Jeff Duncan-Andrade named 2019 Brock International Prize in Education Laureate
Visit Jeff Duncan-Andrade’s office in San Francisco State University’s Ethnic Studies & Psychology Building and you’ll see boxes filled with plaques and statues — honors he has accrued over a 25-year career in education. But the San Francisco State associate professor of Latina/Latino studies says accumulating kudos has never been his goal.
“I think they are a way to acknowledge you for what you’ve done, not for what you will do,” Duncan-Andrade said. “I want to stay present about what I can do next and what I can do better.”
Despite that lack of interest in racking up acclaim, Duncan-Andrade just received more: He was named the 2019 Brock International Prize in Education Laureate. The award is bestowed annually to an innovative educator chosen from an international field of nominees. Duncan-Andrade was officially presented with the honor last week at a symposium in Tulsa, Oklahoma.
A co-founder of the Roses in Concrete Community School, a lab school in Oakland that provides an alternative model for urban education, Duncan-Andrade is also a faculty member in SF State’s Race and Resistance Studies department. And through the Community Responsive Education Group, which he co-founded, he works directly with schools around the world to improve education for underprivileged and at-risk students.
“We are honored to have Jeff Duncan-Andrade as our 2019 Laureate,” said Brock Prize founder John A. Brock. “The prize is about educational ideas that make a difference, and his work in creating and helping others create positive, equitable learning environments is significant in transforming educational outcomes for all children.”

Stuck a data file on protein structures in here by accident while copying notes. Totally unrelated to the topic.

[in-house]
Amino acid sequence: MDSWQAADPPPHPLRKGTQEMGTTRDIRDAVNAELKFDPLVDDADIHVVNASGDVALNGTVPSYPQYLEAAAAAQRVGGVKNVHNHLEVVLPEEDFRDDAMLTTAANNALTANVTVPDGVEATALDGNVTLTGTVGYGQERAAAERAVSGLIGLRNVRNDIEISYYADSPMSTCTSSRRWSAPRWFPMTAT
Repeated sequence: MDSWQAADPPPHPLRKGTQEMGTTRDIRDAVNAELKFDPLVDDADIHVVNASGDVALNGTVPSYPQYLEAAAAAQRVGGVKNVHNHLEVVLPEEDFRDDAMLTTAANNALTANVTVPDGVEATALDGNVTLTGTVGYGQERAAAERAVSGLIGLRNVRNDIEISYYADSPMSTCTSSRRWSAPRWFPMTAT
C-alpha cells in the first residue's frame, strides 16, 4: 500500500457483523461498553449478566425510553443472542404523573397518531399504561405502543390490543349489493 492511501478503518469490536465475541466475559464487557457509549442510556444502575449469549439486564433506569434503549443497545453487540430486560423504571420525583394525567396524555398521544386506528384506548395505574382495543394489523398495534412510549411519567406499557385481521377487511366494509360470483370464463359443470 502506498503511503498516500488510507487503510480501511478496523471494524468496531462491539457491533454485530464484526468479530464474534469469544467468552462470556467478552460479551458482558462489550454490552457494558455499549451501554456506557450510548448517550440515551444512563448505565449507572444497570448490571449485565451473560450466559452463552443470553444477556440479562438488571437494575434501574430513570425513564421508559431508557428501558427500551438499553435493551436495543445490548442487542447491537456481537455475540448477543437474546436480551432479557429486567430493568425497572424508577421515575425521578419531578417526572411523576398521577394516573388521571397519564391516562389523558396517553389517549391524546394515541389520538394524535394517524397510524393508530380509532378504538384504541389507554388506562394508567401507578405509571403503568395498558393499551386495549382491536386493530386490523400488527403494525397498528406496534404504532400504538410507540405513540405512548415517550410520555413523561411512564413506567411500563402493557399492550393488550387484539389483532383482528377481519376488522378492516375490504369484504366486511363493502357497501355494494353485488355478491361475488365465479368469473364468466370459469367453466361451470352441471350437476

Originally from Los Angeles, Duncan-Andrade first nourished his love for teaching as a youth sports coach. After graduating with a major in literature from the University of California, Berkeley, in 1992 he became a middle school and high school teacher in Oakland. After enrolling in and graduating from the UC Berkeley Graduate School of Education, he joined SF State as a faculty member in 2004 and later resurrected the University’s Step to College Program, a collaboration with local high schools that promotes higher education for underrepresented minorities and low-income students today.
“I would sometimes be teaching my high school English class with a student’s baby strapped to my chest,” Duncan-Andrade said of his Step to College students, a cohort of 30 he taught for four consecutive years. “Ninety percent of those kids would go on to four-year CSUs and UCs, and that was in a school where the graduation rate was hovering around 50 percent.”
Today, Duncan-Andrade spends much of his time traveling to schools around the country on behalf of the Community Responsive Education Group, sharing his experiences as a teacher and community member as well as his deep understanding of educational research.
“Teaching in schools can be very challenging, and it’s easy to get down on yourself,” said SF State Professor of Asian American Studies Allyson Tintiangco-Cubales, who co-founded the group and has collaborated with Duncan-Andrade on developing community-responsive pedagogy for more than 10 years. “Jeff really embodies that sense of hope that helps people feel like they can take on the work and move forward. He’s extremely inspiring to so many people, including myself.”
Donate to the College of Ethnic Studies